The Dictionary of Obscure Sorrows was created by a man called John Koenig, who decided to take it upon himself to create words to describe emotions or situations that many of us feel or go through, but none of us have the words to describe accurately, because they simply didn’t exist. Here are 15 words for situations you’ve experienced or emotions you’ve felt, but couldn’t explain:
1. Onism (noun)
The awareness of how little of the world you’ll experience. Imagine standing in front of the departures screen at an airport, flickering over with strange place names like other people’s passwords, each representing one more thing you’ll never get to see before you die—and all because, as the arrow on the map helpfully points out, you are here.
2. Sonder (noun)
Each passerby that you come across is living a life just as vivid and complex as yours is, and sonder is coming to the realization that there are epic life stories being told around you that you’re totally unaware of. What’s more is that these lives are in turn linked to thousands of others, which you may or may not realize ever existed, other than perhaps being a part of them as an extra sipping coffee in the background.
3. Hanker Sore (adjective)
When you’re hankering after a person because you fancy them so much, to the point where how much you like them actually gets on your nerves.
4. Chrysalism (noun)
The tranquil feeling you get when you’re indoors during a thunderstorm, listening to the rain pattering against the roof of your home, as if listening to an unintelligible conversation. Although the words (ergo the rain) themselves may be unintelligible, you understand the crackling built-up tension that the storm releases perfectly.
5. Occhiolism (noun)
You experience occhiolism when you become aware of just how small your perspective is when attempting to explain the world in terms of all of its complexities. You realize that your frame of reference, namely your life and everything you experience within it, is far too small to be able to do so. This is because billions of lives have been lived, and billions of years have passed throughout which evolution has taken its course. For all you know, you could be a sample in an experiment that’s going on in the next room.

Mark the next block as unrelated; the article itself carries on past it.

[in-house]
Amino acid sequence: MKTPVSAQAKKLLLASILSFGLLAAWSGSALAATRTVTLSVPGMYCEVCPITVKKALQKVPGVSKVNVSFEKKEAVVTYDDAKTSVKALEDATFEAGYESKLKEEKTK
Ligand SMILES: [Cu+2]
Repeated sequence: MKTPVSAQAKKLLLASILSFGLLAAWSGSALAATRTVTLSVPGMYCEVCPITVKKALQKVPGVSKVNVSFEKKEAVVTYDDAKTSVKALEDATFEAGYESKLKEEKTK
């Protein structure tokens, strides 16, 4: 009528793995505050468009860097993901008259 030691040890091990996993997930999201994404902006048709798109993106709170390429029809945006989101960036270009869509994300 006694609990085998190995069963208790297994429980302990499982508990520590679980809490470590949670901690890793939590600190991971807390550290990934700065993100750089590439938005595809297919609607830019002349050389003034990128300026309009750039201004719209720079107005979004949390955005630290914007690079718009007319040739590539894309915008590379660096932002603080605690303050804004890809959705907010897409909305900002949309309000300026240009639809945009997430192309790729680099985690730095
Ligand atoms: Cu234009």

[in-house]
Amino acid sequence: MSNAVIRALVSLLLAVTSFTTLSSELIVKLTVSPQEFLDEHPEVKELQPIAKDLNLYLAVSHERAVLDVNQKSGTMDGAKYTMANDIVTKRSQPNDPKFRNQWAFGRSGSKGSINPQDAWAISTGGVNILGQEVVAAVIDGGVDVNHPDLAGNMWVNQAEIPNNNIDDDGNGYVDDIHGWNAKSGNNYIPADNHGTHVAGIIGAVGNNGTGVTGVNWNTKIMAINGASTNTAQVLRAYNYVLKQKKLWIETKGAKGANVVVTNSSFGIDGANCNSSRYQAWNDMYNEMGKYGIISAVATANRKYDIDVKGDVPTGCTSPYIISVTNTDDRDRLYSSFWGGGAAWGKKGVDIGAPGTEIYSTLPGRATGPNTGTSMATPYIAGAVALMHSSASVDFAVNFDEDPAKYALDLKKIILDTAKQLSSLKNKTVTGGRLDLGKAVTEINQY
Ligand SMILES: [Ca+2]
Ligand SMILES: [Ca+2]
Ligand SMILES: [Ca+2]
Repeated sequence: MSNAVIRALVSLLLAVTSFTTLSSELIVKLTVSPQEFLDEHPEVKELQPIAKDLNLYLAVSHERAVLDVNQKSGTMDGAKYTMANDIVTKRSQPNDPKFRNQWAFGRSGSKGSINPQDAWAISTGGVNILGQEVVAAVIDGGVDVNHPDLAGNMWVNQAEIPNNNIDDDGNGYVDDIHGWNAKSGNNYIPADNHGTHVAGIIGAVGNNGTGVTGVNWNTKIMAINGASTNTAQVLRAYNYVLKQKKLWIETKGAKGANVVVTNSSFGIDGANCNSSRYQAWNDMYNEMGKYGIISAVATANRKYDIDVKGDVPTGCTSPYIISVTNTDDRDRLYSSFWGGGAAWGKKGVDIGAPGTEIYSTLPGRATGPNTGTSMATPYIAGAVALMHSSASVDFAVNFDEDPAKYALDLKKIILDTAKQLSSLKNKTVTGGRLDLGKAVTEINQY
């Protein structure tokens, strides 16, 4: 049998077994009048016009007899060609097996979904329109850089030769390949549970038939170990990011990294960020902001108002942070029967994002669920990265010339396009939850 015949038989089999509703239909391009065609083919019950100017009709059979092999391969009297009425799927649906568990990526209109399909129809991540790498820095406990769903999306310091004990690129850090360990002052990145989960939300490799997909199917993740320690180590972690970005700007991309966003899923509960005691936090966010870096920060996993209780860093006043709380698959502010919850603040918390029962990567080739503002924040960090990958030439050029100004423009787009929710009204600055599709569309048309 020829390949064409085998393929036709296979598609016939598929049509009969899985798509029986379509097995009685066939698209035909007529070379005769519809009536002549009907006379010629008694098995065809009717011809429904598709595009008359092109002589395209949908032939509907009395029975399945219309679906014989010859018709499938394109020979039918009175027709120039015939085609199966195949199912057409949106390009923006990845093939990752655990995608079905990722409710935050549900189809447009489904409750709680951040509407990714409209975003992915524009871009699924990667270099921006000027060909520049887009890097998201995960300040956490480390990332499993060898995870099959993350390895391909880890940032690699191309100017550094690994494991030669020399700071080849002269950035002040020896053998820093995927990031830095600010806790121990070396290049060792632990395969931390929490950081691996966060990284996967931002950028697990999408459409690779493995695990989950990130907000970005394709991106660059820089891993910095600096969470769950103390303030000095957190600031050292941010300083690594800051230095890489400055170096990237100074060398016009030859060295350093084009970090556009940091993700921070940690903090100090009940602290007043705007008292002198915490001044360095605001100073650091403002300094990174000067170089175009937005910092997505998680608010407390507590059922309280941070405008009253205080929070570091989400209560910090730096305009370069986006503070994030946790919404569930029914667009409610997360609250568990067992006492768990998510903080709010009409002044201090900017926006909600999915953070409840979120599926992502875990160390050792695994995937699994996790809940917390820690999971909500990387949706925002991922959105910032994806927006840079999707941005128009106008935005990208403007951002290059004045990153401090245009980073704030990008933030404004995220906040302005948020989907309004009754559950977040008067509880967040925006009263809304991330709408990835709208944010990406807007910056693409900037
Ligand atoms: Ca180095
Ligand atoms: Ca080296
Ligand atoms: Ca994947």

6. Liberosis (noun)
Are you an individual that cares too much about everything, to the point where it’s detrimental to your emotional wellbeing or even your health? It could be that your desire liberosis, which is having the ability to loosen your grip on life, and just let it unfold naturally, only intervening fleetingly, as opposed to feeling like you need to glance behind you every few steps for fear of somebody snatching everything you hold dear away from you.
7. Kairosclerosis (noun)
The concept of kairosclerosis is actually bittersweet. It’s about realizing just how happy you are at a particular moment and consciously trying to savor the feeling. In order to do so, your intellect needs to identify the fact that you’re feeling happy, so inevitably the happiness gets picked apart and put into context by your brain. This occurs to the point where the feeling of happiness dissolves into nothing more than a faint aftertaste of how you used to feel.
8. Nighthawk (noun)
A nighthawk is an unsettling thought that only seems to be on your mind late at night. It could be an overdue task, a nagging guilt or a directionless future that is upon you. It circles high overhead during the day, pecks at your mind as you sleep, and hovers at the window in the morning, before making its presence known at night.